Change is the only constant for a minor league baseball fan. Rosters come and rosters go as the needs of the major league club are tended to. Just when a minor league fan gets familiar and comfortable with their team’s roster, they arrive at the park to discover key personnel have been elevated. It’s a way of life in the minor league game.
In Binghamton, recent minor league seasons have been a pitching bonanza. Every season a different Mets phenom has anchored the B-Mets rotation. Matt Harvey in 2011. Zack Wheeler in 2012. Rafael Montero and Noah Syndergaard in 2013. Steven Matz in 2014. And even though he is no longer in the Met system, the Eastern League’s Pitcher of the Year, Michael Fulmer in 2015.
In fact, 2015 was a banner year for Binghamton pitchers. The B-Met staff finished 4th out of 12 Eastern League teams in ERA, 3rd in WHIP, tied for 2nd in saves, 4th in strikeouts and they allowed the 4th fewest hits. In Binghamton’s Pedro Lopez era, B-Met fans have come to expect their pitching to rank towards the top of the league every season.
With all that B-Met pitching excellence as a backdrop, I ventured to Binghamton’s Welcome Back Dinner last week filled with a sense of foreboding that the 2016 staff would simply pale in comparison against the mound work we have come to expect in recent seasons. I left the dinner pleasantly surprised that at least for the first part of the season, pitching once again should be a Binghamton strong point.
I found myself smiling in the autograph line to see Jacob deGrom’s ‘hair apparent’ sitting with the pitchers signing baseballs. Robert Gsellman had returned to Binghamton as the ace of the B-Met staff.
Pedro Lopez handed Gsellman the ball on Opening Night and the big right-hander showed why media reports have projected him as a future back of the rotation starter in the major leagues. Gsellman retired the first seven batters he faced, three with swinging strikeouts, before New Hampshire’s Melky Mesa lifted a solo home run to right-center field. That was the only nick in Gsellman’s armor with the B-Met ace going 5.2 innings allowing 2 hits and striking out 7 while walking two.
Historically, Gsellman is more noted for enticing batters to ground out than strike out. Gsellman’s combined ground ball rate last season pitching at St. Lucie and Binghamton topped 50 percent. At 6’4” and with an over the top pitching delivery. Gsellman’s 91-93 mph fastball arrives at home plate on a downward plane making it more likely batters will hit the ball on the ground.
Rainy Lara, another right-hander returns to Binghamton. Facing elimination in a 2014, opening play-off round in Portland, Lara earned a win, to keep the B-Mets season alive, a season when they would win an Eastern League championship. Last season, Lara had a steady hand in the B-Met rotation going 9-5 on the year.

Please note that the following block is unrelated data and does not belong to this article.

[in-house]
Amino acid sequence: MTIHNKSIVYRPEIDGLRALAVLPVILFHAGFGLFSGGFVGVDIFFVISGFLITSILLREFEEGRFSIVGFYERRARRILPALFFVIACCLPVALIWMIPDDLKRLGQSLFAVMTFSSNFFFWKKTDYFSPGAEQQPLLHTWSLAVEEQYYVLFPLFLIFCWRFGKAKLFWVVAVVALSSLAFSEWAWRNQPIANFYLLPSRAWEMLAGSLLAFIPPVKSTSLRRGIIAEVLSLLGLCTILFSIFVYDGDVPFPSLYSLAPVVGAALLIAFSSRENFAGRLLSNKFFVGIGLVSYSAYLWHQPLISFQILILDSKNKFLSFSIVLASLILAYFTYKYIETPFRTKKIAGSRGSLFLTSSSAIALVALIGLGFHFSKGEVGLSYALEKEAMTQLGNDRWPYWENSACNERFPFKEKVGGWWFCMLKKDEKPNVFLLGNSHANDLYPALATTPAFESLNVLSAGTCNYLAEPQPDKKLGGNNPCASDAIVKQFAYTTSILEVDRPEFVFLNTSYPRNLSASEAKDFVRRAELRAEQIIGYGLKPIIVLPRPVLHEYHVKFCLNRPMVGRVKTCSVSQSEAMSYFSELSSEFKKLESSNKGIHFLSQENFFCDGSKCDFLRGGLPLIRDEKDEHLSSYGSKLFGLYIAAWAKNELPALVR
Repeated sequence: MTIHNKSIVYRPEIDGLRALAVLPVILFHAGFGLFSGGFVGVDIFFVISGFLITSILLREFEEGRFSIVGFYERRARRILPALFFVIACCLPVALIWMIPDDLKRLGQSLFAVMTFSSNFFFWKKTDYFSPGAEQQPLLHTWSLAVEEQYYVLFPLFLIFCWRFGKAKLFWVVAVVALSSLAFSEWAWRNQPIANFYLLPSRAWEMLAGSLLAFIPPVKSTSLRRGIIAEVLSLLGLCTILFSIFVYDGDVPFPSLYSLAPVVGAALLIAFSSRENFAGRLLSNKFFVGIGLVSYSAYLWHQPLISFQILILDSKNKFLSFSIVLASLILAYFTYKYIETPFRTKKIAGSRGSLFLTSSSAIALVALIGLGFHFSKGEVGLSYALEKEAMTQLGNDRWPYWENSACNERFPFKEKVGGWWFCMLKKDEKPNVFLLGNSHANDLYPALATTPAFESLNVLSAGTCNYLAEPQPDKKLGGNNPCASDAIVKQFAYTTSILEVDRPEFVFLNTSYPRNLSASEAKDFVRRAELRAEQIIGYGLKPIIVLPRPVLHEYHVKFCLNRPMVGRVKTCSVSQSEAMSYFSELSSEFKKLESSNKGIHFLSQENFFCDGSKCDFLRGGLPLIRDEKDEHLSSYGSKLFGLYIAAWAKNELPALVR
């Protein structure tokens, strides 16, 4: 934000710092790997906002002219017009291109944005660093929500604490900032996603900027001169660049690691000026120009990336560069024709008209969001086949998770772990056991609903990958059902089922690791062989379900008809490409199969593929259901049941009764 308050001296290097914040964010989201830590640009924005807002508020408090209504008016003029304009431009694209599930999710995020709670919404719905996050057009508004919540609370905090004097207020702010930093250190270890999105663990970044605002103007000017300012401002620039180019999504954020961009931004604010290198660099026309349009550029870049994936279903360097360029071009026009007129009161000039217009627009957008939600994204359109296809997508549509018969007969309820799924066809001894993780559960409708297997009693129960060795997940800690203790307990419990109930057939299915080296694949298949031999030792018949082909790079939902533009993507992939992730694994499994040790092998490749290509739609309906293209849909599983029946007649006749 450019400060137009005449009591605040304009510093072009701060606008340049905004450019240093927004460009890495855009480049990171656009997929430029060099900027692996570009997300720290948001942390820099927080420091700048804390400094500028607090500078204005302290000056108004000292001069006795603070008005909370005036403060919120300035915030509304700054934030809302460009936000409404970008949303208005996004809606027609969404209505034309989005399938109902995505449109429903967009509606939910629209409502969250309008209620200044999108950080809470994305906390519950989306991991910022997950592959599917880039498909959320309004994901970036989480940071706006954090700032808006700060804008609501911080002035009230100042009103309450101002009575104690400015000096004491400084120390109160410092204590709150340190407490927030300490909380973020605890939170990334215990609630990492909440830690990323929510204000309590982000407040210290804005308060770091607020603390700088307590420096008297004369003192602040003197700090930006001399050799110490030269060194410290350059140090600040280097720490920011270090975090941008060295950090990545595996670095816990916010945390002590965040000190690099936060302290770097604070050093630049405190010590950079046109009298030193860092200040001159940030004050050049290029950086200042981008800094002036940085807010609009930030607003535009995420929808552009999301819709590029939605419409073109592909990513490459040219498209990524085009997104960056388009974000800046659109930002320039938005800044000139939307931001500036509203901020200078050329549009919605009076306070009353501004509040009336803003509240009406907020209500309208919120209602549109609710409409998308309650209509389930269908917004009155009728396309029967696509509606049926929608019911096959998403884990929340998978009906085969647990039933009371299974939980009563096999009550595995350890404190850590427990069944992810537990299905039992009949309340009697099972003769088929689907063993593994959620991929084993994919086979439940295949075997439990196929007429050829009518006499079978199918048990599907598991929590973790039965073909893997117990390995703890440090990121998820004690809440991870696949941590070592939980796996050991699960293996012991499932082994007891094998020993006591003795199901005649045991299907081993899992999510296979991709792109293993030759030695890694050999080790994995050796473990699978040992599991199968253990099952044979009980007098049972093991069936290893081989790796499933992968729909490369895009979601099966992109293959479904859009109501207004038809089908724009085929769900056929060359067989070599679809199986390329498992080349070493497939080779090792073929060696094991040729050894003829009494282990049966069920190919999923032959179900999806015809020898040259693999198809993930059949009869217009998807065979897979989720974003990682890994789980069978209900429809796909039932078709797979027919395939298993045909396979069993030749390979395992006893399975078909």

One of my favorite B-Mets Tyler Pill is starting the new season again in Binghamton. Pill compiled 15 consecutive victories over the course of two seasons in the B-Met starting rotation. A two-way college starter at Cal State Fullerton, Pill outsmarts, not overpowers batters. After going 9-5 as a B-Met and winning his final nine decisions in 2014, Pill rejoined the team once again during last season’s pennant race and won all six of his decisions finishing toward the top of the Eastern League in several pitching categories.
Pill, who batted .354 with 7 home runs and a .535 slugging percentage in 2010 at Cal State credits much of his pitching success to the lessons he learned in the batter’s box. And, Pill can still hit going 19-45 at the plate during his minor league career good for a .422 batting average. And, get this, 5 of those 19 hits have been for extra bases with Pill holding an eye popping 1.004 OPS.
Rounding out the starting rotation, Pedro Lopez is expected to use veteran knuckleballer Mickey Jannis, 6’8” left-handed free agent Andrew Barboas, and right-hander Logan Taylor. Taylor pitched an inning of relief during Friday’s B-Met opener to pick up the save.
Lopez has to be excited about his options in the bullpen beginning with the athletically gifted Akeel Morris. Morris, 23, made one appearance with the Mets last season and struck out 81 batters in just over 61 innings at two levels of the minor leagues while registering a 2.05 ERA and a 0.93 WHIP.
Another right-hander, Luis Mateo has racked up big strikeout totals over his minor league career fanning 212 batters in 181 innings pitched. At 6’6” right-hander Mike Hepple paints an imposing picture on the pitcher’s mound. In his first two seasons of professional baseball Hepple’s ERA is a stingy 2.34. Opposing batters hit only average .227 against the new B-Met right-hander.
Lopez can call on a trio of left-handers; Kelly Secrest, who has never allowed a home run in 82 innings of work, David Rosebloom with a career 9.9 strikeout rate per 9 innings, and Kyle Regnault who saved 7 games last year for St. Lucie in 8 chances. Right-hander Beck Wheeler, 5-1 last season in Binghamton, is back hoping his nasty curveball will mean more pitching success.
Weather permitting, the B-Mets are itching to get back to work squaring off against New Hampshire again on Sunday.